October 15, 2015
Anticlastic jewelry is a series of techniques used in metal forming to create handcrafted jewelry. The artist stretches sheet metal to create a concave curve on the outer surface while compressing the metal to create a convex curve in the middle. Both major curves, which are at 90 degrees to one another, go in the same direction. The bowl or dome shape is the ultimate form. Anticlastic jewelry is very unique and requires great patience and skills from the jewelry designer.
During the process of anticlastic rising, a flat sheet of metal is formed by stretching the center and compressing the sides so that the metal creates two curves that are of right angles to one another. While the pattern of the sheet is important to create the desired form, various forms can often be made from the same pattern. The final result is that of a “Pringle” potato chip or saddle shape.
Anticlastic raising is generally performed with a combination of plastic, steel, and wooden tools. A steel stake and plastic mallet are usually the quickest technique, but offers less control which ultimately requires more planishing. The preferred method is typically a plastic stake and steel hammer. This combination requires minimal planishing, and offers good speed and control. Available in various shapes and sizes, the stakes used in anticlastic raising primarily depend on the width of the metal and desired curves. The width of the pattern cannot exceed the distance between the crests.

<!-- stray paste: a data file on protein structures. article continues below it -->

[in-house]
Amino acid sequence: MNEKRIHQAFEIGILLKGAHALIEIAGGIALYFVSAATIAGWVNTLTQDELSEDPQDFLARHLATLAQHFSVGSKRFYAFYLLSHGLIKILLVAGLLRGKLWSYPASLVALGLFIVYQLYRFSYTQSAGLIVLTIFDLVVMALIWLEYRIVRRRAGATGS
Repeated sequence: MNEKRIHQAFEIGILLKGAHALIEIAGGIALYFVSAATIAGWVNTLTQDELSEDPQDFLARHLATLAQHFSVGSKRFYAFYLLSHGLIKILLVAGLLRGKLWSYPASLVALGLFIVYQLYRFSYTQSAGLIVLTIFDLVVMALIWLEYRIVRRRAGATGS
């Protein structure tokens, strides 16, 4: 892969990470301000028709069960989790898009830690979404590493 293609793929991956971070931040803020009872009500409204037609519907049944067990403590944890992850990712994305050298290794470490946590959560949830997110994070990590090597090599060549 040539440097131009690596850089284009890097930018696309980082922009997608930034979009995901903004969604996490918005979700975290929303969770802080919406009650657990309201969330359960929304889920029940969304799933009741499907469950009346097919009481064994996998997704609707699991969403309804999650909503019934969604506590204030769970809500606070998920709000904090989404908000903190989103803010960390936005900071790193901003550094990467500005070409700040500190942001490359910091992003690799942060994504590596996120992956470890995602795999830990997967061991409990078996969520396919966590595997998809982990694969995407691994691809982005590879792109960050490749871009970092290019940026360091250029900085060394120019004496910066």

Anticlastic raising is best suited for ductile metals, including silver, gold, copper, and bronzes. When this technique is used for jewelry, the metal can be quite thin. Shoppers can find a large selection of anticlastic jewelry as the technique offers a unique variety of design choices. Some popular choices include anticlastic earrings, cuffs, and bracelets. These pieces of art are highly sleek, sensual, and contemporary with a handcrafted touch.
Due to today’s high metal prices, a major advantage to anticlastic raising is the ability to create relatively thin and structural strength forms. The result is often a form that is springy and flexible, such as a necklace that requires flexibility to be worn comfortably. Anticlastic raising is both modern and ancient, with little history in between. During the Bronze Age Ireland, a ribbon torc necklace was crafted from a sheet of metal and twisted into a double helix. This creative technique of metalworking did not appear again until the end of the 20th century.